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The two factions have different points to prove. The nuclear catastrophe faction have to prove that a nuclear war would be a disaster of the first magnitude, which I don't doubt for a moment, while the global warming faction have to prove that the current warming episode is caused by burning fossil fuels. Forest fires are fairly neutral in that whatever ...


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Your assumption that "smoke" in the sense of your question, i.e. the emissions from a burning event, consists only of CO2 is wrong. At least it is not the only factor at play. During the events you mention, not only CO2 is emitted but also loads of other components such as dust, soot, sulphates and many other things. Especially the particulate components ...


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The general term isotherm refers to a line of equal or constant temperature, while isothere refers more specifically to lines of constant average summer temperature. For what it's worth, coming from a background in forecasting and research centered around active weather rather than longer-term climate, isotherm is an extremely commonly-used term in weather ...


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Think about how hot a compost pile can get (hot enough to catch fire). That is basically what is happening at the bottom of the pond over a longer period of time as the decaying matter from the summer decomposes as in a methane digester. Also, the ice (and snow) forming around the edges at the top act as an insulator. And since ice floats, it creates a ...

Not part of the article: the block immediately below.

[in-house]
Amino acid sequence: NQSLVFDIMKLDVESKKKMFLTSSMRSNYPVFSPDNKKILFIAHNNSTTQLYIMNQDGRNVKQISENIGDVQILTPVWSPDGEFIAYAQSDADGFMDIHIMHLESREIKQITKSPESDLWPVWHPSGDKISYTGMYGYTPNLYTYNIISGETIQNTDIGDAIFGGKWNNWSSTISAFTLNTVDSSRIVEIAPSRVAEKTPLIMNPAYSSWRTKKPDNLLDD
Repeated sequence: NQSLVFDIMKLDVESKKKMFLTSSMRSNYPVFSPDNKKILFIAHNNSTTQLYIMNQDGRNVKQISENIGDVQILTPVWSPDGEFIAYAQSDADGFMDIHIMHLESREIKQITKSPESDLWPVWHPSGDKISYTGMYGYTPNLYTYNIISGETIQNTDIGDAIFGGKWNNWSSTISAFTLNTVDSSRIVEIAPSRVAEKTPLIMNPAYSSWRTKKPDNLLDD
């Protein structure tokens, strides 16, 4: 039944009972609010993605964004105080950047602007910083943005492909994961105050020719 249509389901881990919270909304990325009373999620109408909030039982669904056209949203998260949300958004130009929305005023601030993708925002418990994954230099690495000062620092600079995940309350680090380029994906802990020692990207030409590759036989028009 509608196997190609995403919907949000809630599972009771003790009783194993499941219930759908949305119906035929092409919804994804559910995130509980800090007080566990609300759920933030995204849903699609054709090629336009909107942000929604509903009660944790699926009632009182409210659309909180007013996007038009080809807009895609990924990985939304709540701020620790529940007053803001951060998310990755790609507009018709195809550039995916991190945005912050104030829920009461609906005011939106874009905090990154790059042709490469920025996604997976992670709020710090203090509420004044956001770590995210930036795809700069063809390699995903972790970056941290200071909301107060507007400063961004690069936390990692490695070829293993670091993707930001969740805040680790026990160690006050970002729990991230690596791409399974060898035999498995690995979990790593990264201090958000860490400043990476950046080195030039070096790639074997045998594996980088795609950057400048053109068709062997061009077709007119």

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Did global temperature increase or drop in the last 2 years? Before I answer the question, I need to add the caveat that climate change does not say that every year will be warmer than the previous one. Events such as El Ninos and La Ninas can make the global temperature spike or drop in any one year. The Pacific Ocean dumps huge amounts of pent up heat ...


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